Regan Chandler looking at master plan
Remastered: Regan Chandler, a Memphis junior, looks at a proposed map of the master plan at the Bessie Smith Hall. There are three main phases of the plan which will develop over approximately 15 years.

by Laura Milton

The University unveiled its final master plans for the future of the University Monday night.

There are many changes planned for the campus to accommodate the already growing number of students, officials involved in the design of the plan said.

Dr. Richard Brown, Chief Financial Officer and Senior Vice Chancellor for Finance, Operations, and Information Technology, said that with the new master plan the University will be able to cater to 15,000 students.

The University is already reaching upwards of 12,000 students, Krisan Osterby, the director of campus planning for Perkins and Will, the company in charge of the University’s master plans, said.

Some of the new changes that will be instituted over the next several years are additional academic buildings, new residence halls and more structured parking, according to the plan.

However, with buildings coming, some existing buildings will be torn down, including the Metro Annex and Frist Hall, Osterby said.

With these new addition to campus existing buildings will also be remodeled for other uses.

For example, Lupton Library will be renovated to an academic building so that it is “oriented for teaching and office space,” Osterby said.

Some of the plans show expansion of the campus onto property that has not  yet been purchased by the University.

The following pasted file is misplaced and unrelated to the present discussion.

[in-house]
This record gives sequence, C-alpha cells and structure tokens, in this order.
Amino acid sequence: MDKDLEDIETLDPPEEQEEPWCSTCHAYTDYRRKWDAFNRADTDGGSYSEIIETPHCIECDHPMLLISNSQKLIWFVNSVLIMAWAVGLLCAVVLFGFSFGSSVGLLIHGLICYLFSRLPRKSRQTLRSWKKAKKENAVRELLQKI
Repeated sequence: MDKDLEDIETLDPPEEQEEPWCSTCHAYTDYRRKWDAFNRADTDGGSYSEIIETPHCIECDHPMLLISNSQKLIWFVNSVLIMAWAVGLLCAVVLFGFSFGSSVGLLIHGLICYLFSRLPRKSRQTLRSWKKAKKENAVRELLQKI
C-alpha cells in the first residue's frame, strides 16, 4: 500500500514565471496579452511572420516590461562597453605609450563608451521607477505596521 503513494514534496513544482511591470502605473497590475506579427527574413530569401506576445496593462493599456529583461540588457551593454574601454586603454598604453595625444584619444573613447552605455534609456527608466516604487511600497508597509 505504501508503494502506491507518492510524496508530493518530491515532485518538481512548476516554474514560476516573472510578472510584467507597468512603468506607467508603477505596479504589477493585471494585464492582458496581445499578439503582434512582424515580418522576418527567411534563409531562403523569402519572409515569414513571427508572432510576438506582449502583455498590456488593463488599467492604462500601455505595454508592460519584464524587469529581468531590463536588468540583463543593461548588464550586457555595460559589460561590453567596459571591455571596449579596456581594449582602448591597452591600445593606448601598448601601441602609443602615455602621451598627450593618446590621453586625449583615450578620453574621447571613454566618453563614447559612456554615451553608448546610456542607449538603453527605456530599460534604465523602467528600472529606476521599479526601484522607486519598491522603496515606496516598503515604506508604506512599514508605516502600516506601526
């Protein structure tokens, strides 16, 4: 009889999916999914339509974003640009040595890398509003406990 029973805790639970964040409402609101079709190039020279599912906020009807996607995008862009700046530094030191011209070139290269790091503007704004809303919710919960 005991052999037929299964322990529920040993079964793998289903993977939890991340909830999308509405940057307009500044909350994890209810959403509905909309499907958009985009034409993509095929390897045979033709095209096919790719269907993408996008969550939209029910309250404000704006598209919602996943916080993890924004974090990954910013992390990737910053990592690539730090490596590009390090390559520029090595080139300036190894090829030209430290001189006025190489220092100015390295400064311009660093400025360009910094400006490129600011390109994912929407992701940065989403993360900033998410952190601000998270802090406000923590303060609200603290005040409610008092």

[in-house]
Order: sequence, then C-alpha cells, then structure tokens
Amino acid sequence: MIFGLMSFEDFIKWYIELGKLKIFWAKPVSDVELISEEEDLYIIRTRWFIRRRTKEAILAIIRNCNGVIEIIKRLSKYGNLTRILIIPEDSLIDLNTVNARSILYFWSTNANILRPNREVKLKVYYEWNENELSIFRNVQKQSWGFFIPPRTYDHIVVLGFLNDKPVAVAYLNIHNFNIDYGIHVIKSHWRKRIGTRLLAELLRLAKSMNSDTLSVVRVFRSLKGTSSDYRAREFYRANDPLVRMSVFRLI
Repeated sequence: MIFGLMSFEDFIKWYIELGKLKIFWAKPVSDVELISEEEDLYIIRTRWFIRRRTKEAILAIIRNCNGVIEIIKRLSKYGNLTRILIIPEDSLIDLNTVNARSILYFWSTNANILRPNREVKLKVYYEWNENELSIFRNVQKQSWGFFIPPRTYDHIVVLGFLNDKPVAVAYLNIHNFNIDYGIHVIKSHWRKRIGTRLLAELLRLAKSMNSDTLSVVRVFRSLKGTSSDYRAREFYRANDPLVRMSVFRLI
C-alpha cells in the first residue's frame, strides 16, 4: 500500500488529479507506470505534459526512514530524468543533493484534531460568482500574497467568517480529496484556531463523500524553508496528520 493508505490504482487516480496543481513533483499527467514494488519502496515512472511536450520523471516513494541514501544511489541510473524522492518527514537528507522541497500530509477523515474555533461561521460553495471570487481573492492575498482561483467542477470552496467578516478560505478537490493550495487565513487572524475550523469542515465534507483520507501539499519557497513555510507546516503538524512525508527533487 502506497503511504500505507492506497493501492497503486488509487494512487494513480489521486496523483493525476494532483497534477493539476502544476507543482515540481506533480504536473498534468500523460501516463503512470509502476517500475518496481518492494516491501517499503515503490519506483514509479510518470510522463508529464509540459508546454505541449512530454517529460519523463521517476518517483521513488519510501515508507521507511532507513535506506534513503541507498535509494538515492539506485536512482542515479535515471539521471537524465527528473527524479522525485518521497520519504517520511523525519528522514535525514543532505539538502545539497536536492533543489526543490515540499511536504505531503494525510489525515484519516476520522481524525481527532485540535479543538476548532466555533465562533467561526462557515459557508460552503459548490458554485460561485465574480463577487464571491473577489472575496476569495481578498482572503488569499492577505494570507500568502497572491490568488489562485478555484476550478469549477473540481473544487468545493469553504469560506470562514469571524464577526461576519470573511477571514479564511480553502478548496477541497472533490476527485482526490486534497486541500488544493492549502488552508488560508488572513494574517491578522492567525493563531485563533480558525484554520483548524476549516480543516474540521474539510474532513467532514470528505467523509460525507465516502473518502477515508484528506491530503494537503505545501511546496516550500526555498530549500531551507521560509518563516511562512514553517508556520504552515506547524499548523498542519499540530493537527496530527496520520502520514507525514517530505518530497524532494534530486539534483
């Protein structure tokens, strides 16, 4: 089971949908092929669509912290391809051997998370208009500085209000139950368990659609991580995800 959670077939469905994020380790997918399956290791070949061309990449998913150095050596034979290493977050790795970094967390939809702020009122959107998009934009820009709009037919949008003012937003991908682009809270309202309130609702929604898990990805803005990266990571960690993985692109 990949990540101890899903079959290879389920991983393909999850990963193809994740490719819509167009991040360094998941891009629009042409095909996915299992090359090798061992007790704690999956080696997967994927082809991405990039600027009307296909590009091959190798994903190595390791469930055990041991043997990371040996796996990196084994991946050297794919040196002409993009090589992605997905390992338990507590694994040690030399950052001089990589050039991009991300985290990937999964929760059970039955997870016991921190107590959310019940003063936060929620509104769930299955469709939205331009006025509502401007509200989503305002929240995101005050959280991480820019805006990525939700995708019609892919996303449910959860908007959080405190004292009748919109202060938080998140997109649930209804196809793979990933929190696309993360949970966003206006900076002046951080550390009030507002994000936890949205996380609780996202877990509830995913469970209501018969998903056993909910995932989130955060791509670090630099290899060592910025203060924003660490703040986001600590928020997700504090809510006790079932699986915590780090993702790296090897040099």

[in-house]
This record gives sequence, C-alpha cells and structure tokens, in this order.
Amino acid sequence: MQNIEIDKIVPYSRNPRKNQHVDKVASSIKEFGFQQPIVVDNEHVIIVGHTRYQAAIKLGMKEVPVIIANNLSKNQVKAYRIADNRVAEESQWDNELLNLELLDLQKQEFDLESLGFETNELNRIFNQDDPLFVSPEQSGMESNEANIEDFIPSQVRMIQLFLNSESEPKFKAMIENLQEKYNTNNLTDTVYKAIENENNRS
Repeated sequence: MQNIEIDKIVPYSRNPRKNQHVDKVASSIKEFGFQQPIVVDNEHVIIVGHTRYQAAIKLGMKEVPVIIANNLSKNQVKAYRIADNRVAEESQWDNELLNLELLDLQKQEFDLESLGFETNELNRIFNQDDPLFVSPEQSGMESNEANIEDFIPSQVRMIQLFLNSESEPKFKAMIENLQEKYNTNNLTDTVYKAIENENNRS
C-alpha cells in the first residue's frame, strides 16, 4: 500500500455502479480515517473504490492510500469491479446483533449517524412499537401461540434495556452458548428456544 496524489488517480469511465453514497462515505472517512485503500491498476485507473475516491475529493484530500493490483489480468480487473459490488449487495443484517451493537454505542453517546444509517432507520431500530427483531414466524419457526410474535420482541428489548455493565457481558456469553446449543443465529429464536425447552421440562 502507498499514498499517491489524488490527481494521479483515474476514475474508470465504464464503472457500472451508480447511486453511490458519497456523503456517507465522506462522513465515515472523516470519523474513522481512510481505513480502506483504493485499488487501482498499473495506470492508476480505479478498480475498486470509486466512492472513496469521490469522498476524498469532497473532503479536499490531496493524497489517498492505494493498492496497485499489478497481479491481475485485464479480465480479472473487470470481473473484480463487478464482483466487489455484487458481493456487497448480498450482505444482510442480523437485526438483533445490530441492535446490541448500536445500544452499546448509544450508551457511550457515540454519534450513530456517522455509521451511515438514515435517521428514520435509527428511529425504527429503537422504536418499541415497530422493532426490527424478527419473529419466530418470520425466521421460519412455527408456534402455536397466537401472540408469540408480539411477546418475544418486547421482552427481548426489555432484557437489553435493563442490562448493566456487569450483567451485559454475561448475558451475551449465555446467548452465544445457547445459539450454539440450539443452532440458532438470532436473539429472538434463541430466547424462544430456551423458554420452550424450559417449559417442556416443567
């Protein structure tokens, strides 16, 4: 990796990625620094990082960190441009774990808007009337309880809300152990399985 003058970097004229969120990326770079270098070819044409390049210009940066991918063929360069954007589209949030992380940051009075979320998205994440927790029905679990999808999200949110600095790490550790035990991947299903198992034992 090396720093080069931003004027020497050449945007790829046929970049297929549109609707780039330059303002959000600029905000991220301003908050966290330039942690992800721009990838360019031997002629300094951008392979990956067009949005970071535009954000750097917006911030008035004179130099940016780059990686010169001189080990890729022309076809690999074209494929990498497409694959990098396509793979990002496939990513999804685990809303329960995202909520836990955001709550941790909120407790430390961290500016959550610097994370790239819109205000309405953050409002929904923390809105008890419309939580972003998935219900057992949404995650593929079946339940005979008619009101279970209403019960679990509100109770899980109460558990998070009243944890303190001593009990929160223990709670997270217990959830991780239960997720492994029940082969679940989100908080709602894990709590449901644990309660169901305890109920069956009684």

“This does assume some type of land swap or purchase of land for the student ministries that are in that location,” Osterby said of the ministries on Vine Street.

Chancellor Richard Brown also made a statement about the land that has been planned for, but has not been bought by the University.

He said while the plans for the currently un–purchased land are not definite, he thinks further development onto the properties might be possible.

“Many of those properties we don’t own, and we may never get to own those,” Brown said. “But a plan is just that– a plan and what we say is that if the owners of those properties aren’t using them, the University is very interested in possibly acquiring some of those properties.”

Increased campus housing is also prominently featured in the University’s master plan.

The University wants to build residence halls to house more students, including new residence halls on Martin Luther King Boulevard and near to the existing north campus housing, the master plan shows.

Perkins and Will showed a statistic during their presentation and stated that, in the coming years, they expect a 24/7 residential campus housing 35 percent of undergraduates.

Structured parking will also be featured prominently on the new layout of the campus. With several new parking structures on the outskirts of campus, students at the University can expect to have a more pedestrian-friendly campus, Osterby said.

Regan Chandler, a Memphis junior, said she is excited for the newly proposed plans.

“I like that they are trying to make UTC more of a community,” Chandler said. “It looks like they want to get students together in new ways and reach out to the community at the same town.  I love the campus and I can’t want to see how it grows.”

The University’s website has further details and photos concerning the campus master plan.

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